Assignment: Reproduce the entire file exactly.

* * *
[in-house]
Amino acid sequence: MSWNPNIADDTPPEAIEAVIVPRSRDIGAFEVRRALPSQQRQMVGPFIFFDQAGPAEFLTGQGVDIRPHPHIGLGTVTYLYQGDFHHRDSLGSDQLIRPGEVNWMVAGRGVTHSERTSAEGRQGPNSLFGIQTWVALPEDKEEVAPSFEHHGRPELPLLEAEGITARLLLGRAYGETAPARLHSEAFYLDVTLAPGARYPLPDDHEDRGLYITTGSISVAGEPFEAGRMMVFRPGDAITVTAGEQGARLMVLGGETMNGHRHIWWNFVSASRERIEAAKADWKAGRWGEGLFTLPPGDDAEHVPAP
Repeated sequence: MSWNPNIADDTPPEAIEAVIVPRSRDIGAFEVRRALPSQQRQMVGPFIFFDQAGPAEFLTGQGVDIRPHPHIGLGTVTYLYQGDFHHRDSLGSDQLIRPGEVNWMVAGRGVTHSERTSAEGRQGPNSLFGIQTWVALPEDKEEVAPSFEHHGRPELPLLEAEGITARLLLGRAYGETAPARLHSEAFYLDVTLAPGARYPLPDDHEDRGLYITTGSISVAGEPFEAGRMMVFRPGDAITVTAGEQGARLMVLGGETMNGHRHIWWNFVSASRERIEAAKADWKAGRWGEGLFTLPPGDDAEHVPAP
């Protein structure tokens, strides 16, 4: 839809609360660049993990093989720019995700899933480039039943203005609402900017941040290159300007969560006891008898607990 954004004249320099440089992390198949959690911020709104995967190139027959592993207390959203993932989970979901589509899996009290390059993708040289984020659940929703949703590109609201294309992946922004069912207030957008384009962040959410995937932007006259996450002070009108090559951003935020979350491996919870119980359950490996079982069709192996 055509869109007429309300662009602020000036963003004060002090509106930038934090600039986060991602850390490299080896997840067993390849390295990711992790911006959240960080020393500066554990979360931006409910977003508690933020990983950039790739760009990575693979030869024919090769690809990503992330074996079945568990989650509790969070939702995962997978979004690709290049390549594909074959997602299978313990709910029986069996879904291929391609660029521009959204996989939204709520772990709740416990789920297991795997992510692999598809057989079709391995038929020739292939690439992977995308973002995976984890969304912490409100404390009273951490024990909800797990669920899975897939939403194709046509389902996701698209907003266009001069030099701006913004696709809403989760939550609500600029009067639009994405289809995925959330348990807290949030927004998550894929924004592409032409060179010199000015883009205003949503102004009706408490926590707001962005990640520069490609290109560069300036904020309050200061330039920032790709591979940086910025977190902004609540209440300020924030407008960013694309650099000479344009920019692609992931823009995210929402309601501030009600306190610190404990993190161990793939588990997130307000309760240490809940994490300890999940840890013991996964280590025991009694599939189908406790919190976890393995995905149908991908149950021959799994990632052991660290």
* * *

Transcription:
[in-house]
Amino acid sequence: MSWNPNIADDTPPEAIEAVIVPRSRDIGAFEVRRALPSQQRQMVGPFIFFDQAGPAEFLTGQGVDIRPHPHIGLGTVTYLYQGDFHHRDSLGSDQLIRPGEVNWMVAGRGVTHSERTSAEGRQGPNSLFGIQTWVALPEDKEEVAPSFEHHGRPELPLLEAEGITARLLLGRAYGETAPARLHSEAFYLDVTLAPGARYPLPDDHEDRGLYITTGSISVAGEPFEAGRMMVFRPGDAITVTAGEQGARLMVLGGETMNGHRHIWWNFVSASRERIEAAKADWKAGRWGEGLFTLPPGDDAEHVPAP
Repeated sequence: MSWNPNIADDTPPEAIEAVIVPRSRDIGAFEVRRALPSQQRQMVGPFIFFDQAGPAEFLTGQGVDIRPHPHIGLGTVTYLYQGDFHHRDSLGSDQLIRPGEVNWMVAGRGVTHSERTSAEGRQGPNSLFGIQTWVALPEDKEEVAPSFEHHGRPELPLLEAEGITARLLLGRAYGETAPARLHSEAFYLDVTLAPGARYPLPDDHEDRGLYITTGSISVAGEPFEAGRMMVFRPGDAITVTAGEQGARLMVLGGETMNGHRHIWWNFVSASRERIEAAKADWKAGRWGEGLFTLPPGDDAEHVPAP
């Protein structure tokens, strides 16, 4: 839809609360660049993990093989720019995700899933480039039943203005609402900017941040290159300007969560006891008898607990 954004004249320099440089992390198949959690911020709104995967190139027959592993207390959203993932989970979901589509899996009290390059993708040289984020659940929703949703590109609201294309992946922004069912207030957008384009962040959410995937932007006259996450002070009108090559951003935020979350491996919870119980359950490996079982069709192996 055509869109007429309300662009602020000036963003004060002090509106930038934090600039986060991602850390490299080896997840067993390849390295990711992790911006959240960080020393500066554990979360931006409910977003508690933020990983950039790739760009990575693979030869024919090769690809990503992330074996079945568990989650509790969070939702995962997978979004690709290049390549594909074959997602299978313990709910029986069996879904291929391609660029521009959204996989939204709520772990709740416990789920297991795997992510692999598809057989079709391995038929020739292939690439992977995308973002995976984890969304912490409100404390009273951490024990909800797990669920899975897939939403194709046509389902996701698209907003266009001069030099701006913004696709809403989760939550609500600029009067639009994405289809995925959330348990807290949030927004998550894929924004592409032409060179010199000015883009205003949503102004009706408490926590707001962005990640520069490609290109560069300036904020309050200061330039920032790709591979940086910025977190902004609540209440300020924030407008960013694309650099000479344009920019692609992931823009995210929402309601501030009600306190610190404990993190161990793939588990997130307000309760240490809940994490300890999940840890013991996964280590025991009694599939189908406790919190976890393995995905149908991908149950021959799994990632052991660290």